John Key gave a pre budget speech yesterday with a number of startling claims about the economy. David Parker has done some quick fact checking and following are his conclusions. I wonder if the Media will now report on these discrepancies as some of them are rather startling …
David’s findings are set out below.
“John Key has yet again twisted the figures and selectively chosen his statistics, a fact check by Labour shows, says Labour’s Finance spokesperson David Parker.
“John Key has a long history of getting away with misstatements that range from an honest mistake to worse. Today Labour is calling him out with a list of the misrepresentations in his speech.
“Labour is determined to hold John Key and his spin doctors to account ahead of election year,” says David Parker.
Key: Over the past year, for example, 66,000 more people have got a job.
Over the past two years, unemployment has fallen by only 4000 (from 151 thousand to 147 thousand)
Key: Average weekly wages have gone up 2.8 per cent, compared to inflation of only 1.6 per cent.
Under the Labour Cost Index – the measure of wage rates, Salary and ordinary time wage rates increased by 1.6% – an zero increase in real terms.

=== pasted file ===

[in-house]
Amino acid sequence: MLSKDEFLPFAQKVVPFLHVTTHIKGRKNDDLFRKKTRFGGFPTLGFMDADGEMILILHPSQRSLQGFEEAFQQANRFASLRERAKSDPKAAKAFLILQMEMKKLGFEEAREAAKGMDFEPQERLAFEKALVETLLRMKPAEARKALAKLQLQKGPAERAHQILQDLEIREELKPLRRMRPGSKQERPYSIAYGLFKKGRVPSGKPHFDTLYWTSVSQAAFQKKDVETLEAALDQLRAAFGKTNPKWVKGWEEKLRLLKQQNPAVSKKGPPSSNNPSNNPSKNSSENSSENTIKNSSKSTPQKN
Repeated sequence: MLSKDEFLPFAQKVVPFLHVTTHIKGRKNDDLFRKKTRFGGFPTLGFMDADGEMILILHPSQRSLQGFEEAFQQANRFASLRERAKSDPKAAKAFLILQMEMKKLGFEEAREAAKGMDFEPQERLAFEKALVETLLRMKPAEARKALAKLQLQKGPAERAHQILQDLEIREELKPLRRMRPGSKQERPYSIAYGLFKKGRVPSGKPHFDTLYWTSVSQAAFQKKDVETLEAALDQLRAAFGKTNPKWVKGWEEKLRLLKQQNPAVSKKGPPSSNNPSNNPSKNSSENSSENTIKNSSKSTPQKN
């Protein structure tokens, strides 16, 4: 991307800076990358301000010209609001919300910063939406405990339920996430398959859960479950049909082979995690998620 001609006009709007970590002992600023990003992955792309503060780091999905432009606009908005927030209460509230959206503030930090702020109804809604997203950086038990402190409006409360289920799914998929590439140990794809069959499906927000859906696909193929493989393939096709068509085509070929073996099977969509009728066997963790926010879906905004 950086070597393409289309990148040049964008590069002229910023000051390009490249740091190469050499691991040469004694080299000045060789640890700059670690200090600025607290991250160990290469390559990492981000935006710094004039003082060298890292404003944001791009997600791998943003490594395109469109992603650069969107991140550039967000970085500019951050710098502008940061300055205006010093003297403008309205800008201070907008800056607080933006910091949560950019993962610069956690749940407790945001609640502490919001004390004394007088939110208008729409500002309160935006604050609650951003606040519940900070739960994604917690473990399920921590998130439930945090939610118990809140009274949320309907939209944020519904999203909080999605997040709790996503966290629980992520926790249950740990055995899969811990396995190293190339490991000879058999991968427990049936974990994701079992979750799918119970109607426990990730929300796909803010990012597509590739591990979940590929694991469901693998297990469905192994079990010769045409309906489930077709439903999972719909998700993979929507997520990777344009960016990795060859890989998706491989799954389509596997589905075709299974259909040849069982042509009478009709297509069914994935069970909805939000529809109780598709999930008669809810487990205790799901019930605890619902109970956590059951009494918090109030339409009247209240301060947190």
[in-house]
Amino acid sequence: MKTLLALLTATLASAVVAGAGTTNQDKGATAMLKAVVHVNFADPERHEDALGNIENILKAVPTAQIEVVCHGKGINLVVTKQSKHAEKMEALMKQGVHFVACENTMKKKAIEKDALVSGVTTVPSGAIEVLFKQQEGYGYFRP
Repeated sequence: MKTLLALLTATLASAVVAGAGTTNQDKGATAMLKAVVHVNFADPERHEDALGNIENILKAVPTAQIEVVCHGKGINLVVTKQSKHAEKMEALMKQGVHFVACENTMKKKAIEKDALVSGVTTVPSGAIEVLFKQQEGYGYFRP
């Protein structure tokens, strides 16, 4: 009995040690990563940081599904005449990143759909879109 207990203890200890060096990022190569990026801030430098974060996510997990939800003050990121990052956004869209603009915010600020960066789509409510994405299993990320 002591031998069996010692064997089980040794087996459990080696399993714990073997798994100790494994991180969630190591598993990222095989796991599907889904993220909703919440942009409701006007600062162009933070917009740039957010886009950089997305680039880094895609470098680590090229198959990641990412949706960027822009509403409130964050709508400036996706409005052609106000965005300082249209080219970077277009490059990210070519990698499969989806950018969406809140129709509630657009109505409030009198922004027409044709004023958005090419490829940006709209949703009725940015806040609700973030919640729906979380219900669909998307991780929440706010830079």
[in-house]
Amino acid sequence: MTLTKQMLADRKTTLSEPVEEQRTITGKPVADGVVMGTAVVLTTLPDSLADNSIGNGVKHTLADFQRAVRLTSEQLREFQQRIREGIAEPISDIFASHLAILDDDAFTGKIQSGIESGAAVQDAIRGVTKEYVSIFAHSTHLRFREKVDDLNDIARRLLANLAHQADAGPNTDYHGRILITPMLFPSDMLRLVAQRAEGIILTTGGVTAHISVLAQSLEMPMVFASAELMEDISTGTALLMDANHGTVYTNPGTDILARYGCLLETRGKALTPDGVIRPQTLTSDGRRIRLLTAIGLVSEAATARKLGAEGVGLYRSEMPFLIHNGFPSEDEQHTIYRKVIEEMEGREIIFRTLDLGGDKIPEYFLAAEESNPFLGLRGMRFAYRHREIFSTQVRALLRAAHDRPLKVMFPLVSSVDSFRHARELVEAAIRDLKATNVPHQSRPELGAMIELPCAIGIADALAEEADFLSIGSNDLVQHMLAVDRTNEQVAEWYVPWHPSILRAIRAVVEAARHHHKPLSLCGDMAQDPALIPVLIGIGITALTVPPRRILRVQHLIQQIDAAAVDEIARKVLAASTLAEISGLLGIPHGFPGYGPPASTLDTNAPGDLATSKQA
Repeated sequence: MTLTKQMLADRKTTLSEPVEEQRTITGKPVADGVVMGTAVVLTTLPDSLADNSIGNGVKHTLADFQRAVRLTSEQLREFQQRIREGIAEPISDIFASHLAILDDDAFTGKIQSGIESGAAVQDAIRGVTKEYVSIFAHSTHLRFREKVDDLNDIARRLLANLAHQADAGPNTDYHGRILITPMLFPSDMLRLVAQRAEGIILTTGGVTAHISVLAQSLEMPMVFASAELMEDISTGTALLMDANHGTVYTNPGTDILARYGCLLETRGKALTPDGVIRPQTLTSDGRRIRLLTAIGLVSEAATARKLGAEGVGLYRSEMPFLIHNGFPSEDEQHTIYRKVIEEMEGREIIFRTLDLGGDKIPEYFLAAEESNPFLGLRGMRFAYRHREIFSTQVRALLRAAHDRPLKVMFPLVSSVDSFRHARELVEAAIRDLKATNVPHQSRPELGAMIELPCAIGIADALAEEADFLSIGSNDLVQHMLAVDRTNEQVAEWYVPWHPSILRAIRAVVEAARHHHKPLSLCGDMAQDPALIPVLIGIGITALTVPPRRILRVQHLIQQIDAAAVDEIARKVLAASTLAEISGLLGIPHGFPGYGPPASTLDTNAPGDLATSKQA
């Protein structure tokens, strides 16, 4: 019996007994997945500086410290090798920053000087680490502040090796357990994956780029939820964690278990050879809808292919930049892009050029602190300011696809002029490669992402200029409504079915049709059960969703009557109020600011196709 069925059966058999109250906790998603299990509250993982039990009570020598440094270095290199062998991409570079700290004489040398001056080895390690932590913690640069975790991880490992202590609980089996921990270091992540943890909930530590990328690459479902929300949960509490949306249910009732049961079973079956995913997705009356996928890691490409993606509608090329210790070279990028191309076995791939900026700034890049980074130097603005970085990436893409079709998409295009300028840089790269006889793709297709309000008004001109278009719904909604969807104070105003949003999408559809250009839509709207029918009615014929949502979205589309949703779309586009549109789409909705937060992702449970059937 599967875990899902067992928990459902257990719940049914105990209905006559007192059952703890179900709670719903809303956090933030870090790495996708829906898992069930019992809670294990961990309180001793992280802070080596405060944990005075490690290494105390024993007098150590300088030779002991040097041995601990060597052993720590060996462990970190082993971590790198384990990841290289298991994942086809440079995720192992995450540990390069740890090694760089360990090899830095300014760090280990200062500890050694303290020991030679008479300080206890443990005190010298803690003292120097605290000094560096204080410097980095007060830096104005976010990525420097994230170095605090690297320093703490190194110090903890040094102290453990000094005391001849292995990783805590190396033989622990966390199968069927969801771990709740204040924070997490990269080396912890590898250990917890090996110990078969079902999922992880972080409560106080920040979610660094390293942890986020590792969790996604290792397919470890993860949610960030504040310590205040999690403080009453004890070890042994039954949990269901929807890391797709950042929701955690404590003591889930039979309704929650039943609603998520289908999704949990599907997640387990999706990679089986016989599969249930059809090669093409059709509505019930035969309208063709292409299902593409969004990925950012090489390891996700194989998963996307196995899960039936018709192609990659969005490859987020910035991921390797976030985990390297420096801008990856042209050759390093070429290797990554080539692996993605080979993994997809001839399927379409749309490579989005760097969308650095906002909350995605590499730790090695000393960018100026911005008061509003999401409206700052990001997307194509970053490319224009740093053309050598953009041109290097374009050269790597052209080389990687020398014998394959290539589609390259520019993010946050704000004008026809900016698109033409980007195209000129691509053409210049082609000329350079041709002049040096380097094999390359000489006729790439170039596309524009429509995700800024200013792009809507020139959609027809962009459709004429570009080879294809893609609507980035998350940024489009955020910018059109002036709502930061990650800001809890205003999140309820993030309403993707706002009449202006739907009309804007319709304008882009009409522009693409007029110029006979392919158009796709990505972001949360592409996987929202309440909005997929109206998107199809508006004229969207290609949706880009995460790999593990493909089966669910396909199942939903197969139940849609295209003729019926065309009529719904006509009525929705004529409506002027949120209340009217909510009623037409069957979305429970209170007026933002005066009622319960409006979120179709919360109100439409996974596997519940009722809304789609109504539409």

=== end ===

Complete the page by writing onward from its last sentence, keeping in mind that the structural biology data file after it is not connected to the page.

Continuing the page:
Key: And the economy as a whole has grown 3.1 per cent – one of the faster growth rates in the developed world.
The annual growth rate is 2.7 per cent – Key is misleading the public by using the quarter-on-quarter annual growth rate. Annual year-on-year growth is a much more robust measure of growth as it covers a broader time period (a year, rather than three months). This is the measure that Treasury uses in its forecasts.
Key: We have had an on-going commitment to discipline around government spending and that will continue this year, next year and for as long as we lead the Government.
National has increased debt by $60 billion in office, the worst of any in government (in nominal terms) and the worst since Muldoon as a percentage of GDP.
Key: One way to illustrate our approach is this – in the last five years of the previous Labour government, new operating spending each budget averaged $2.7 billion a year.
Every year Labour posted large surpluses and paid down debt. National has yet to do this once, after more than five years in office.
Key: In the last five years of Labour, government spending in total went up 50 per cent.
In the last five years of Labour we introduced Working for Families, interest free Student loans and Kiwi Saver – all paid for out of growth. None of which National has repealed .
Total Government expenses
$55.2b to $75.8b from Budget 2003 to Budget 2008: Increase of $20.6b (37 per cent)
$75.8b to $91.0b from Budget 2008 to Budget 2013: Increase of $15.2b (20 per cent)
Total Government Revenue
$57.0b to $81.5b from Budget 2003 to Budget 2008: Increase of $24.5b (43 per cent)
$81.5b to $86.7b from Budget 2008 to Budget 2013: Increase of $5.2b (6 per cent)
Net government debt (excluding Super Fund):
$17.6b to $10.3b from Budget 2003 to Budget 2008 (-43 per cent)
$10.3b to $55.8b from Budget 2008 to Budget 2013 (+442 per cent)